New Urban Garden Brings Increased Sustainability to Safeco Field
Raised bed beneath batter's eye provides food for Safeco's restaurants
By Kasee Bailey
June 30, 2016
Safeco Field is home to baseball, its fans and all the trappings of an American sporting event.
But it also contains what represents an additional effort by Safeco Field to be a sustainably green environment: a 450-square-foot urban garden tucked discreetly beneath the batter’s eye, a dark backdrop located directly in the batter’s line of sight.
Blink (or be seated below the 200s) and you’lll miss it.
Previously home to evergreen trees (removed, too distracting), flowers (often unattended), the raised bed now plays host to a variety of long-season plants, including peppers, basil, tomatoes, beans, chard and parsely, among other things.
In collaboration with the Seattle Urban Farm Company, the garden is tended by company founder Colin McCrate, who helps create urban gardens all over the city. He works with Safeco’s executive chef, as well as other stakeholders (Cedar Grove and BASF) to plan for, cultivate and harvest crops that can yield useful product for the field’s eating establishments.
“The project is exciting because everyone at the Mariners organization is very dedicated to its success,” McCrate says. “Our work is most enjoyable when our clients and partners are eager to learn, enthusiastic and genuinely appreciative of the harvests that come from the garden. At the stadium, everyone seems to be rooting for the crops.”
Radishes harvested from Safeco’s urban garden. PHOTO CREDIT: Ben VanHouten, Seattle Mariners
The garden was first planted this past March; crops were harvested in May and from there, used in dishes at the baseball field’s various restaurants. The crop selection is site-specific, helping to make the most of the garden’s limited space; organic gardening methods in the microclimate, a small area with its own set of environmental conditions, provide an additional element of sustainability to the field’s operation, even in a challenging space.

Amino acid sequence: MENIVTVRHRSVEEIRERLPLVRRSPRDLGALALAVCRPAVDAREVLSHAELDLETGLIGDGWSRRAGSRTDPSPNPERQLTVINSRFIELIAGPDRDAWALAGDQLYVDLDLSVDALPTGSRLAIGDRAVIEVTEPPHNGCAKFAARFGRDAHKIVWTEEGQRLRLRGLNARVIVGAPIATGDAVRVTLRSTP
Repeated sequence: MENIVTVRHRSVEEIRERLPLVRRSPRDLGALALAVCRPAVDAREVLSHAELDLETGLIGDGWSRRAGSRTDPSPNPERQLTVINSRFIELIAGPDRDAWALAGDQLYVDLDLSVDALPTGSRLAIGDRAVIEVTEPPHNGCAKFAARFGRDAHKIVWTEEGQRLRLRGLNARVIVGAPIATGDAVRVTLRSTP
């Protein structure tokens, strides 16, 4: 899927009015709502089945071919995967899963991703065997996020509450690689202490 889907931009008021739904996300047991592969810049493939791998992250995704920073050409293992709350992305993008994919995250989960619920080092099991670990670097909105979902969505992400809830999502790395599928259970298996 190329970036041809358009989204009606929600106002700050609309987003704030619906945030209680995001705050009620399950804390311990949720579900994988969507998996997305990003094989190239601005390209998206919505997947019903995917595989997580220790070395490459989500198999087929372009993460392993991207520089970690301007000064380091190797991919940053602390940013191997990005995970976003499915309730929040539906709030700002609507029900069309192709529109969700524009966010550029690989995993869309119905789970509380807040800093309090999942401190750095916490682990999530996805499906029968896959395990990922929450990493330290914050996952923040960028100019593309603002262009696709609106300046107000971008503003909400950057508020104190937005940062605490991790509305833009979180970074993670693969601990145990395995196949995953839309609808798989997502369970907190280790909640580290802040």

“Our projects often require us to grow food in challenging environments, and our spot at Safeco Field is a prime example,” says McCrate. “The site has several unique factors including a height restriction on plants—so they are not in the batters’ sightlines; an incredibly hot microclimate—due to a concrete wall and a large, black backdrop; and a movable roof—which affects the site’s exposure to sun and precipitation. Unique site conditions ensure opportunities for creative problem-solving all season long.”
Safeco also sets a precedent for other sports arenas looking to go green. Only half a dozen other sports arenas have gardens. What’s more, Safeco Field has the lowest “energy intensity” of any ballpark in Major League Baseball, aided by LED lights that use 60 to 70 percent less energy than traditional lamps. Additionally, the Mariners recycled or composted 87 percent of all waste generated at Safeco Field last year, a rate improve by more than 70 percent in the last 10 years. Every year since 2010, the Mariners have been named the American League Recycling Champions by MLB.
“It is very important to the Mariners that their fans are aware of and participate in their mission towards sustainability,” McCrate says. “The garden is a great tool for sustainability awareness in that it provides the final link in the stadium’s closed loop waste system.”
The Hit It Here salad, made with greens from the garden and radishes that were harvested earlier this season. PHOTO CREDIT: Ben VanHouten, Seattle Mariners
While the garden tangibly benefits the field—you can reap the benefits of its harvest with a taco at Edgar’s or a Hit it Here salad—McCrate views the garden as a catalyst for other sustainability efforts around the city.
“It’s rewarding to have an organization as large and socially impactful as a professional baseball team take interest in our work. We believe that urban agriculture can improve the quality of life for all city dwellers, and gardening at Safeco Field is a great way to get this message out to a lot of people.”